Connecticut College recently honored three members of the community with the 2015 Dr. Martin Luther King Jr. Service Awards, conferred each year on those who exemplify and uphold the legacy of Dr. King's work.
Connecticut College takes its academic Honor Code — which is unusual in that it is adjudicated by students — extremely seriously. But is an honor code a social contract in the sense that students surrender certain rights in return for other rights?
Stephen Mathis, an associate professor of philosophy at Wheaton College of Massachusetts, says no. He will explain why and what that means, philosophically, in a lecture, “Academic Honor Coders are Not Social Contracts,” at 4:15 p.m. Oct. 16 in the Hood Dining Room of the Blaustein Humanities Center. The free event is sponsored by the Connecticut College Department of Philosophy and the Office of Student Life.
Mathis says that if honor codes are not social contracts then “we can much more easily address a number of problems associated with the implementation of [them], including the tensions between loyalty to one’s friends and fidelity to the honor code.”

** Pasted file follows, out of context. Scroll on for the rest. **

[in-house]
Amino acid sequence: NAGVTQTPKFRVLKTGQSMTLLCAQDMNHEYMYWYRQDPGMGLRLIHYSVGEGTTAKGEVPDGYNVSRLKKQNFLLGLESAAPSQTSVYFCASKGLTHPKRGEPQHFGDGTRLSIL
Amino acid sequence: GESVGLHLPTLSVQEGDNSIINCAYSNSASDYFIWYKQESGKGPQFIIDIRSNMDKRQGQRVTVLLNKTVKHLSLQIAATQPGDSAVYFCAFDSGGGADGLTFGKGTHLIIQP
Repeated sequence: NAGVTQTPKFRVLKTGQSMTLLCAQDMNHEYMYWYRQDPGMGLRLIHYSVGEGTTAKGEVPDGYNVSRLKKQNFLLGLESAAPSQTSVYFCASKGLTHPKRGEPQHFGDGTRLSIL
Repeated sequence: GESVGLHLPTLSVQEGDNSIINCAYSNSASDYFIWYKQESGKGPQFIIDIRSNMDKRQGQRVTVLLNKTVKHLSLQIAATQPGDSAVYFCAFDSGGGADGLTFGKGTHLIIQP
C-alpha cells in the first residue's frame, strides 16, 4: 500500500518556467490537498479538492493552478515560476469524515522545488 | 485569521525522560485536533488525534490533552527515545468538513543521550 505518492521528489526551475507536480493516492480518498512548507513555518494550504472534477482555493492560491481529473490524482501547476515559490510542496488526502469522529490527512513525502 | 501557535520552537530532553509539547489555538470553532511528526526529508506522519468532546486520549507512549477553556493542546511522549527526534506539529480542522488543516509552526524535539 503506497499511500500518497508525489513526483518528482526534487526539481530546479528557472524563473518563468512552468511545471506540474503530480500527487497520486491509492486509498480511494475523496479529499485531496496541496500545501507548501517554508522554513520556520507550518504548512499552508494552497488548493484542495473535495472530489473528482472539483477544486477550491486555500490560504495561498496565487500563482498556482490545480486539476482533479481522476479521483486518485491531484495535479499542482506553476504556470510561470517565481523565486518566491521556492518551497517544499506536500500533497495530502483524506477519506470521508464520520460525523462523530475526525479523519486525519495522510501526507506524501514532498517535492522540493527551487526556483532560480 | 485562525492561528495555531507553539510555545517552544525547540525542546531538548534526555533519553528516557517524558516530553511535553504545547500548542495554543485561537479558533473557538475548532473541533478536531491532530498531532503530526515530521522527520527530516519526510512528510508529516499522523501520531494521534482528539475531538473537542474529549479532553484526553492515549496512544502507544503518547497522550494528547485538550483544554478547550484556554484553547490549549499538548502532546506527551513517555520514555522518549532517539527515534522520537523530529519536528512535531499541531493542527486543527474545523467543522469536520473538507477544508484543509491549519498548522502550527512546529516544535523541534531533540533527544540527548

Andrew Pessin, professor of philosophy, said Connecticut College and its students pride themselves on the Honor Code, so it’s incumbent upon the campus community to reflect on the code’s meaning regularly. Professor Mathis is a national expert on the subject, so his talk will provide the perfect opportunity to do so, he said.
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